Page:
Paige West has written extensively on environmental racism, consumption, dispossession of indigenous peoples and climate change. On October 12, she will provide greater insight on those topics — and on her longtime work in Papua New Guinea — at St. Catherine University.
“Dispossession, Racism, and the Environment” will begin at 7 p.m. in 106 Mendel Hall. The lecture is free and open to the public.
“In it, I argue that there are racist logics of representation that underlie all uneven development and that if we examine the various representational strategies we see every day,” said West, the Claire Tow Professor of Anthropology at Barnard College and Columbia University, “we can begin to develop a more robust understanding of the ideological work that underpins uneven development.”
St. Kate’s Gamma Chapter of Phi Beta Kappa (PBK) is hosting her two-day visit (October 11–13, 2017), with support from the University’s Evaleen Neufeld Initiative in the Liberal Arts. Her trip to St. Paul is the second in a nationwide tour.
“The National Phi Beta Kappa office supports about 15 prominent scholars each year to serve as its visiting scholars to campuses with a PBK chapter,” explained Susan Hawthorne, St. Kate’s chapter president and professor of philosophy. “We choose the scholar with a strong connection to our mission and who will have the widest appeal to students, faculty, staff and alumnae. With so many at St. Kate’s focused on issues around social justice, we thought Professor Paige West would be that person.”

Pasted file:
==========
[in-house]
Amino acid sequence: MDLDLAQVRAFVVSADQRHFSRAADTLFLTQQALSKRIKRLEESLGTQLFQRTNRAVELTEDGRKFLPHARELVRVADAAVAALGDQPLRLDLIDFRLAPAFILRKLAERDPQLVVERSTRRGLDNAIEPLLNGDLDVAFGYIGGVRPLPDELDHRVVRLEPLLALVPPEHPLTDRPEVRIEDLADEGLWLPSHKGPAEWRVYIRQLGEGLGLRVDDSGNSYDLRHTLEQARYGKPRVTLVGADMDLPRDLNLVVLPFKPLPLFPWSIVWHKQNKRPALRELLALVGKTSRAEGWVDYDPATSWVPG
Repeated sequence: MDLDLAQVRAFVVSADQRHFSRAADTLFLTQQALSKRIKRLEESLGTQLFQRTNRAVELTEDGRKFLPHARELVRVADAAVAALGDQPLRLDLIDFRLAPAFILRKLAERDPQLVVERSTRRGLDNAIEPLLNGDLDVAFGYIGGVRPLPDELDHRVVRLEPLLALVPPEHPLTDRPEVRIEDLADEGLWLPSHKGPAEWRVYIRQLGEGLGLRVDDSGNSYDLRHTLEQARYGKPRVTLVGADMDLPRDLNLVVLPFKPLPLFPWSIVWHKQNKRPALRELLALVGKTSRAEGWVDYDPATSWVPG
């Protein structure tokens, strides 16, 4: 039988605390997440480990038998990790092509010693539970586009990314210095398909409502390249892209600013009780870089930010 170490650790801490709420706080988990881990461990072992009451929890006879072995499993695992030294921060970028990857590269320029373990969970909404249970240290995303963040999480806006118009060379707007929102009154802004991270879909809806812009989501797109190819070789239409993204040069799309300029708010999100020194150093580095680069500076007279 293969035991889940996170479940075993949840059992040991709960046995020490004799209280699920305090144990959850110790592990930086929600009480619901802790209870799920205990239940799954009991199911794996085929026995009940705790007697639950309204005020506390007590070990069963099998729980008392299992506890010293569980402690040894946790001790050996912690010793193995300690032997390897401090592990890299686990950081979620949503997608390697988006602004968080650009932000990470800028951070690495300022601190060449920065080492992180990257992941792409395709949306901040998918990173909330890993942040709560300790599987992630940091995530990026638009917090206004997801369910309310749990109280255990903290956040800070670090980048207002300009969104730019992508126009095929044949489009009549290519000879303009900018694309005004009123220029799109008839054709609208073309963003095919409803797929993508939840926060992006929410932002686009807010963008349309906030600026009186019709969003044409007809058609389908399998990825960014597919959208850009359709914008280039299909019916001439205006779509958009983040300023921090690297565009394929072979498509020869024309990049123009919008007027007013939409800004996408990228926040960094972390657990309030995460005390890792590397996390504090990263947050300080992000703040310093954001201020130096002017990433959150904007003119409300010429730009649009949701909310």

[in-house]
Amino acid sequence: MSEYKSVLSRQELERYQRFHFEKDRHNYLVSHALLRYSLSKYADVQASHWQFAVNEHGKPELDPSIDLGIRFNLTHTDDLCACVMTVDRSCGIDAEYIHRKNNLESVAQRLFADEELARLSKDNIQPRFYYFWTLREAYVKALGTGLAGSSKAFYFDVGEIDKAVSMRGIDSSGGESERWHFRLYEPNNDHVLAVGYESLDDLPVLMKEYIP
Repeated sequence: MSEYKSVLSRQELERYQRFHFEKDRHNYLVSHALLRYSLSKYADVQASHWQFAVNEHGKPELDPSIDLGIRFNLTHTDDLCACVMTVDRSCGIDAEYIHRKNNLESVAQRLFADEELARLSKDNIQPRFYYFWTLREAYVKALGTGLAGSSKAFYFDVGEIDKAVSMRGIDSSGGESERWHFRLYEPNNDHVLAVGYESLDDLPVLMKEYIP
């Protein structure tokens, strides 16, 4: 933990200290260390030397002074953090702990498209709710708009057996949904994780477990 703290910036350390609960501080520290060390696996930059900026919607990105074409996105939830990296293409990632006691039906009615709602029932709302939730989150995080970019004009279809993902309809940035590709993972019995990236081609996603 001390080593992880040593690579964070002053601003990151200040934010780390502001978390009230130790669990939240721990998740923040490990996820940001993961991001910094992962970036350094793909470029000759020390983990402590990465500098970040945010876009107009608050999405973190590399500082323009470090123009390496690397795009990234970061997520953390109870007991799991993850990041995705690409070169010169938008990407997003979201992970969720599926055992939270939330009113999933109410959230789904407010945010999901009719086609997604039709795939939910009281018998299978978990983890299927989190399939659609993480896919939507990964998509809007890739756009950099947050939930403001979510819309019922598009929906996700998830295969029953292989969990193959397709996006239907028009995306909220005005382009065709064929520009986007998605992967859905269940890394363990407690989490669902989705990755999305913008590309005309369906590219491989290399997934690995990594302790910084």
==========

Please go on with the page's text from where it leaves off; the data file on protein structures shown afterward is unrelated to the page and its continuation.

Since the mid 1990s, West has conducted fieldwork in Papua New Guinea, where she established a nonprofit dedicated to empowering the nation’s scientists. She is the author or editor of eight books and the founding editor of the journal Environment and Society. She has been named a fellow of the Association of Social Anthropology in Oceania and is past president of the Anthropology and Environment Section of the American Anthropological Association.
In addition to her Thursday lecture, West will also meet with St. Kate's students and faculty in a few courses, including economics and biology.
Did you know?
PBK visiting scholars are a tradition at St. Kate’s — one is invited every other year.
in 2015, Hazel Carby, Yale professor of African American Studies and of American Studies, spoke on “Black Futurities: Shape-Shifting Beyond the Limits of the Human.” In 2013, MIT musicologist Ellen Harris was honored guest, and Gloria Pinney, Harvard professor of Classical Archaeology and Art, came to campus in 2011.
About Phi Beta Kappa
Founded in 1776, Phi Beta Kappa is the nation's oldest and most prestigious undergraduate honors organization recognizing achievement in the liberal arts. St. Kate’s was granted a charter on September 9, 1937 — the first Catholic college or university to be awarded a Phi Beta Kappa chapter.
The Gamma of Minnesota chapter of PBK was installed at St. Kate’s on May 17, 1938. The day was selected because it was the birthday of St. Kate’s founding president, Mother Antonia Hugh (her 65th).